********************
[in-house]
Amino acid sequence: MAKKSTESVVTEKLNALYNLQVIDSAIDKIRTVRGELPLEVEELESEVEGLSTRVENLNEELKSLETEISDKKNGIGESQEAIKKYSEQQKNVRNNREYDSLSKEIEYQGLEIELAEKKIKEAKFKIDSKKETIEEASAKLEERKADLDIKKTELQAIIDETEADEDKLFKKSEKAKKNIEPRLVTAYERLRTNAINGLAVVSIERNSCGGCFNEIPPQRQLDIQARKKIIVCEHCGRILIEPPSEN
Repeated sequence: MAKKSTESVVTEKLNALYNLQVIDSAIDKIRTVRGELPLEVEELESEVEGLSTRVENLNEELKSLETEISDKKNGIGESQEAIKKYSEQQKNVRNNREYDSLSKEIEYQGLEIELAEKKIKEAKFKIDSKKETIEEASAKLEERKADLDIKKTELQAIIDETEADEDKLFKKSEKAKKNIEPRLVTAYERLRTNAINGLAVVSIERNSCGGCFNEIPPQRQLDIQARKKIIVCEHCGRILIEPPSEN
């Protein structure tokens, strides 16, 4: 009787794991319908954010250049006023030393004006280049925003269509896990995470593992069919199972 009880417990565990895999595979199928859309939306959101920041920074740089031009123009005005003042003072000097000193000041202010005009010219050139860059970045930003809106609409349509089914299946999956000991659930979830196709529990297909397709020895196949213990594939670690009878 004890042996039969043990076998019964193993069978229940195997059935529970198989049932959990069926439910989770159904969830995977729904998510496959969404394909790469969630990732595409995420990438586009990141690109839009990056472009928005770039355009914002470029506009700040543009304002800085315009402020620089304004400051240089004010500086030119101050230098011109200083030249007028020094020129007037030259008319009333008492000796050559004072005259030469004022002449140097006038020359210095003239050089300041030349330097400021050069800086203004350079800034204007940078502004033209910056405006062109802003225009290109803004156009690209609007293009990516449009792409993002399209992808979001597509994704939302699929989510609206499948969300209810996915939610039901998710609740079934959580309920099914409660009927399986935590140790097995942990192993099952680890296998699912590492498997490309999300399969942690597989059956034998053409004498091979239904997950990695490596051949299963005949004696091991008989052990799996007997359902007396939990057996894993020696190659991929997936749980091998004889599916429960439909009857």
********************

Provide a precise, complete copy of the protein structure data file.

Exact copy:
[in-house]
Amino acid sequence: MAKKSTESVVTEKLNALYNLQVIDSAIDKIRTVRGELPLEVEELESEVEGLSTRVENLNEELKSLETEISDKKNGIGESQEAIKKYSEQQKNVRNNREYDSLSKEIEYQGLEIELAEKKIKEAKFKIDSKKETIEEASAKLEERKADLDIKKTELQAIIDETEADEDKLFKKSEKAKKNIEPRLVTAYERLRTNAINGLAVVSIERNSCGGCFNEIPPQRQLDIQARKKIIVCEHCGRILIEPPSEN
Repeated sequence: MAKKSTESVVTEKLNALYNLQVIDSAIDKIRTVRGELPLEVEELESEVEGLSTRVENLNEELKSLETEISDKKNGIGESQEAIKKYSEQQKNVRNNREYDSLSKEIEYQGLEIELAEKKIKEAKFKIDSKKETIEEASAKLEERKADLDIKKTELQAIIDETEADEDKLFKKSEKAKKNIEPRLVTAYERLRTNAINGLAVVSIERNSCGGCFNEIPPQRQLDIQARKKIIVCEHCGRILIEPPSEN
């Protein structure tokens, strides 16, 4: 009787794991319908954010250049006023030393004006280049925003269509896990995470593992069919199972 009880417990565990895999595979199928859309939306959101920041920074740089031009123009005005003042003072000097000193000041202010005009010219050139860059970045930003809106609409349509089914299946999956000991659930979830196709529990297909397709020895196949213990594939670690009878 004890042996039969043990076998019964193993069978229940195997059935529970198989049932959990069926439910989770159904969830995977729904998510496959969404394909790469969630990732595409995420990438586009990141690109839009990056472009928005770039355009914002470029506009700040543009304002800085315009402020620089304004400051240089004010500086030119101050230098011109200083030249007028020094020129007037030259008319009333008492000796050559004072005259030469004022002449140097006038020359210095003239050089300041030349330097400021050069800086203004350079800034204007940078502004033209910056405006062109802003225009290109803004156009690209609007293009990516449009792409993002399209992808979001597509994704939302699929989510609206499948969300209810996915939610039901998710609740079934959580309920099914409660009927399986935590140790097995942990192993099952680890296998699912590492498997490309999300399969942690597989059956034998053409004498091979239904997950990695490596051949299963005949004696091991008989052990799996007997359902007396939990057996894993020696190659991929997936749980091998004889599916429960439909009857």